MAILYN PEREÑA BORILLO

Some women are like broken glass. They’re the kind who harbour some deep resentment inside – the French call it ressentiment. The trappings of success leave them unfulfilled and unhappy. Mailyn (“Mai”) Pereña Borillo is the complete opposite. She’s cheerful and self-assured. What woman in her shoes wouldn’t be? Mai was deputy general manager of Maersk-Filipinas Crewing at the age of 31, subsequently heading the company when she was 38. Now only 40, she’s the president of TORM Shipping Philippines Inc (TSP), part of the Copenhagen-based TORM group.

It’s been a long and hard road, nonetheless. Mai joined the Maersk group in 1994 when she was 22 years old. Starting out as a vessel coordinator and cost controller, she climbed up the corporate ladder until she was appointed general manager of Maersk’s Philippine crewing unit in 2009. Shortly before that, she spent two years at the head office in Denmark as a financial manager. In August 2011 she left Maersk to join TSP as chief executive. “I learned so much from Maersk,” Mai says of her 17-year stint with the Danish company. The most important was “to keep your values” – including, she says, being straightforward, fairness and delicadeza (tact or consideration).

Those values underpin her management style. She insists that her staff call her by her nickname. She puts a great deal of importance on teamwork, devoting every Tuesday to management team meetings. She finds no use for authoritarianism. “I don’t need authority,” she says. On the other hand, she expects all employees to act professionally and be honest.

Her people-oriented approach to leadership isn’t surprising. Before entering the world of shipping, she was active in the Citizens Alliance for Consumer Protection, a non-governmental organisation co-founded by the activist nun, Sr. Mary John Mananzan. Now and then, she would join street protests. “I am not a leftist,’ she is quick to point out – even though the Polytechnic University of the Philippines, where she took up IT, has a long tradition of student radicalism.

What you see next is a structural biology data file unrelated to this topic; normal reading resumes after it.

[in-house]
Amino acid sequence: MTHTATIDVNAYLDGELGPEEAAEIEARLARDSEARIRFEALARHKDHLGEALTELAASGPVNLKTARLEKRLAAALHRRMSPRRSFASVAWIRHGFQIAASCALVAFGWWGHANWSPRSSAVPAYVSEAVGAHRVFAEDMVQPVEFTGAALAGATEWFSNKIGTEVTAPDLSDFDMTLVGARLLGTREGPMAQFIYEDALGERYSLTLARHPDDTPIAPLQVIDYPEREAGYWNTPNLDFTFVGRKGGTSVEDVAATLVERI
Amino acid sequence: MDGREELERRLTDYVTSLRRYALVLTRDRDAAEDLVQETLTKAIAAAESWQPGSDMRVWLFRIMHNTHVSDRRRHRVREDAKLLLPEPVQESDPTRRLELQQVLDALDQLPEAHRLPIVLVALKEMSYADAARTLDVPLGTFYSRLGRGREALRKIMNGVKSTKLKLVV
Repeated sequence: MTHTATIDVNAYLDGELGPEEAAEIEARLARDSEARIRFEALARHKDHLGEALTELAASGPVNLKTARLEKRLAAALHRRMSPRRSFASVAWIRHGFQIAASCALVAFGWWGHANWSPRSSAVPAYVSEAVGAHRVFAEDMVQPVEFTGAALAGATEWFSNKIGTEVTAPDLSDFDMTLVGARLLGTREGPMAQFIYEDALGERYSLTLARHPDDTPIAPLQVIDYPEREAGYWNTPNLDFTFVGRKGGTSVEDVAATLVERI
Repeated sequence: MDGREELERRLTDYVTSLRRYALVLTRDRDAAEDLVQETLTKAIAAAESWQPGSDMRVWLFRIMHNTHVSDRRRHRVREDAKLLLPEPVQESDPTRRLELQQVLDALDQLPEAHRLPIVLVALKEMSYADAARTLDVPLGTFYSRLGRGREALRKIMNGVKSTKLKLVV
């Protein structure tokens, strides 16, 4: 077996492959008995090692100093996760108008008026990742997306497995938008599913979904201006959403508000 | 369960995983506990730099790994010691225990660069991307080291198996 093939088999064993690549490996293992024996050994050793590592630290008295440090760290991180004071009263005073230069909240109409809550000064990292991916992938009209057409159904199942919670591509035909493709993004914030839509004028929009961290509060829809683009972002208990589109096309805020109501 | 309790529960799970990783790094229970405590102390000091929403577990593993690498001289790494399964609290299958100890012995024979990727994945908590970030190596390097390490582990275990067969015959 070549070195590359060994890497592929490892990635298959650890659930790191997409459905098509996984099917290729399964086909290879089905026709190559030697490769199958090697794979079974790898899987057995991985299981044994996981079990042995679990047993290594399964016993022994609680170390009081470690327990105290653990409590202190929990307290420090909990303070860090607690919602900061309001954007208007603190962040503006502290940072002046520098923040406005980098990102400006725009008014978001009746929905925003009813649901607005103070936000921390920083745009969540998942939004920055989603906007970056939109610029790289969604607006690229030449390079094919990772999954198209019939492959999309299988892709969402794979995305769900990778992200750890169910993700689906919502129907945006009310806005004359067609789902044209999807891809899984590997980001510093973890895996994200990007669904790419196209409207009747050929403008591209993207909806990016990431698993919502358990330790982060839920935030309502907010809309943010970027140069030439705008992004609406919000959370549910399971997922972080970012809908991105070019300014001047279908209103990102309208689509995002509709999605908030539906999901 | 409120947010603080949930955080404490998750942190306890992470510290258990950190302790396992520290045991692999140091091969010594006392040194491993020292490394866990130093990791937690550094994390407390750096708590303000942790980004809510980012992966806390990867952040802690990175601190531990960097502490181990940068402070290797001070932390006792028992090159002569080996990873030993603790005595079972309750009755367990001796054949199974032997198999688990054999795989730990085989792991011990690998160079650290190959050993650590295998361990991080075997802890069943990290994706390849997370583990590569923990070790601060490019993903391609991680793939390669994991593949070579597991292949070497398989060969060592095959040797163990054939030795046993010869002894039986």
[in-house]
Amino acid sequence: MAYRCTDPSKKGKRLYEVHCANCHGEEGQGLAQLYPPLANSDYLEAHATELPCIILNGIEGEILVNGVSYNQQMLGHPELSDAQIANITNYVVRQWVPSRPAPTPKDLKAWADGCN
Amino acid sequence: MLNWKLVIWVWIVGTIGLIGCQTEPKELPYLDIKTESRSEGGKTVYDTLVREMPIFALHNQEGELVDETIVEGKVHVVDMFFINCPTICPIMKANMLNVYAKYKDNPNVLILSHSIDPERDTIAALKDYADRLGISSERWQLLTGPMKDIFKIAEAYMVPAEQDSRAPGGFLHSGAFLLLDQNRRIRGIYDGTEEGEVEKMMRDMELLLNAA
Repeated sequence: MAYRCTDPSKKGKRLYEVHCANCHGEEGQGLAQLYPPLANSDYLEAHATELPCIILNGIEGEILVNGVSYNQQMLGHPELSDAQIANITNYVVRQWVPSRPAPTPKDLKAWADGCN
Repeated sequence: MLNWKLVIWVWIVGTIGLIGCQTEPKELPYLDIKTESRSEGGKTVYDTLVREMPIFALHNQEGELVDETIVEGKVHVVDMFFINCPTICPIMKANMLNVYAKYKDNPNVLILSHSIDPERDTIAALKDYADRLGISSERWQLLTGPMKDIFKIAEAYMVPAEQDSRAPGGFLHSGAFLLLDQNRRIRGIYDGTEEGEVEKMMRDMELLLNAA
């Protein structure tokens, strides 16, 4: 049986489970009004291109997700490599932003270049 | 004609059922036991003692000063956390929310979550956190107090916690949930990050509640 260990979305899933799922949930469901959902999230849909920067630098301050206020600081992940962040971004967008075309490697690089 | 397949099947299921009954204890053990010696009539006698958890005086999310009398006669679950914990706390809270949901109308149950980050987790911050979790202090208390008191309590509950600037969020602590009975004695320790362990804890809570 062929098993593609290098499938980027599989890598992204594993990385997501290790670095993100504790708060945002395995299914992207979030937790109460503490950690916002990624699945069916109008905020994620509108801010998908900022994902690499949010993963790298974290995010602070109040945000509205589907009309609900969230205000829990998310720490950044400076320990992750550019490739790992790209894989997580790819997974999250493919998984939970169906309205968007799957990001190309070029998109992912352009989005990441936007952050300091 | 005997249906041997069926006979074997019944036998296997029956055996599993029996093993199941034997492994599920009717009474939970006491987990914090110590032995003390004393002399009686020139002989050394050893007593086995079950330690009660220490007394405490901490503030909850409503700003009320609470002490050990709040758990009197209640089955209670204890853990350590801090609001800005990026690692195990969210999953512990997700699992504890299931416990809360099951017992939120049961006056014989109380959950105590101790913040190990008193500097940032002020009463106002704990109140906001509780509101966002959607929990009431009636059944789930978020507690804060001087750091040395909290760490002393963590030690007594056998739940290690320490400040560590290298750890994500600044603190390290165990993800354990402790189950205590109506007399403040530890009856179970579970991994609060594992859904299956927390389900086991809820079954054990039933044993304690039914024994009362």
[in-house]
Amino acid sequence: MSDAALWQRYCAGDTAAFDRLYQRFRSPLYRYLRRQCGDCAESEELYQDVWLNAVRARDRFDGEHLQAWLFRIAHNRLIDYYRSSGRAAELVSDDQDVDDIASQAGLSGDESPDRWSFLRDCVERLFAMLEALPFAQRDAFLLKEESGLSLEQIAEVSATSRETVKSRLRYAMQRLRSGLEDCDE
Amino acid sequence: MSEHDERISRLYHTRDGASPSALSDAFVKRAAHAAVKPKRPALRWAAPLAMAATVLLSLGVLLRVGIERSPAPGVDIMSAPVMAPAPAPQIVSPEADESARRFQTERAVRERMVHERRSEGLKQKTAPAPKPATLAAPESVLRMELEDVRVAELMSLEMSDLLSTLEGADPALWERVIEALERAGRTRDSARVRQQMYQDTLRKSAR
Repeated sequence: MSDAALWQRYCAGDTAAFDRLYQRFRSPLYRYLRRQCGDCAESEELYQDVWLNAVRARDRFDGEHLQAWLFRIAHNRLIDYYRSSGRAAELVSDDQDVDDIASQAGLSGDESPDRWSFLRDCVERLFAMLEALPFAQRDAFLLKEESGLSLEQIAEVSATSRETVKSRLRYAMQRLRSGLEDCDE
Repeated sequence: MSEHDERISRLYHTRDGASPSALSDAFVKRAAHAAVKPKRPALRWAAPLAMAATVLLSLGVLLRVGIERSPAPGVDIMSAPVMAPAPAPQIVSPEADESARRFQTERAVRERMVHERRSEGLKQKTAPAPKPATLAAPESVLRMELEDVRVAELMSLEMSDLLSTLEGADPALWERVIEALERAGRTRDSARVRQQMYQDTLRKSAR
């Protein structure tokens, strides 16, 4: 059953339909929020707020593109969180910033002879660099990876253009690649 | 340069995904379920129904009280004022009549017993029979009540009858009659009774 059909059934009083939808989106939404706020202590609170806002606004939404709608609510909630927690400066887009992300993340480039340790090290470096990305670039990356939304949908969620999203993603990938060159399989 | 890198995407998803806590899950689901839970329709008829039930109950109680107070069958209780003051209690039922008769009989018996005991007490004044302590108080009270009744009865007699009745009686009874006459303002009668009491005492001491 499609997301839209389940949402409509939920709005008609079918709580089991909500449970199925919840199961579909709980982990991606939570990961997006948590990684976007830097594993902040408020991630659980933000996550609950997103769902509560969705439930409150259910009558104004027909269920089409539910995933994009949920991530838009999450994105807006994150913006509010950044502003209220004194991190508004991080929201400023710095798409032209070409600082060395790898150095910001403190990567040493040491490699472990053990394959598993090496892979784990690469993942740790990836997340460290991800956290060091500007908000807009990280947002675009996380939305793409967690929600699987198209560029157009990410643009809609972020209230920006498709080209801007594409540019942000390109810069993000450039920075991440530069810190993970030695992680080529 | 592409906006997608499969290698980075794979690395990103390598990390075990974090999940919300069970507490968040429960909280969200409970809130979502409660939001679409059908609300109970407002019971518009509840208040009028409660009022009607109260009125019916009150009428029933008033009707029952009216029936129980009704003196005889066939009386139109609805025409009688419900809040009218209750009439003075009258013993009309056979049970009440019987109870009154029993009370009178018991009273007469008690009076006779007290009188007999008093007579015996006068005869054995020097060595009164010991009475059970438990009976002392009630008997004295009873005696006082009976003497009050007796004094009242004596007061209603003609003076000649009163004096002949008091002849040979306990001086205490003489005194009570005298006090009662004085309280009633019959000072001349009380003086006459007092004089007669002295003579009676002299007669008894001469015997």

Mai considers her job at TSP especially fulfilling for two reasons. The company has about a thousand Filipino crew, 40% of them officers. Of TORM’s present fleet of 44 ships (all chemical tankers save for two bulk carriers), 24 are fully manned by Filipinos. This, says Mai, provides an opportunity for real crew management whilst leaving her enough time to perform “mommy duty” to her only child, a 14-year-old girl.

TORM is also one company that takes CSR (Corporate Social Responsibility) seriously via the TORM Educational Foundation. Mai says they accept 25 scholars annually from around the country, 15 from poor communities and 10 from the families of TSP seafarers and employees. It’s a source of great satisfaction for her that the foundation closely monitors the progress of its scholars and even conducts seminars for them on self-development. TORM has benefitted from the services of Filipino seafarers, says Mai, and “it is bringing it back to the community”.

Unlike men, who have a constant need to validate themselves, Mai doesn’t have to prove a point. She’s achieved plenty but has no airs. She has found her place in her corner of the universe. She has what many men and women, inside and outside the maritime sphere, strive for: a sense of self-fulfillment. ~Barista Uno


NOTE: This is an ongoing series focusing on women in the maritime world, which is still very much dominated by men. It is hoped that other women will draw inspiration from their dreams, struggles and achievements. Please search our archives for  more portraits of maritime women.

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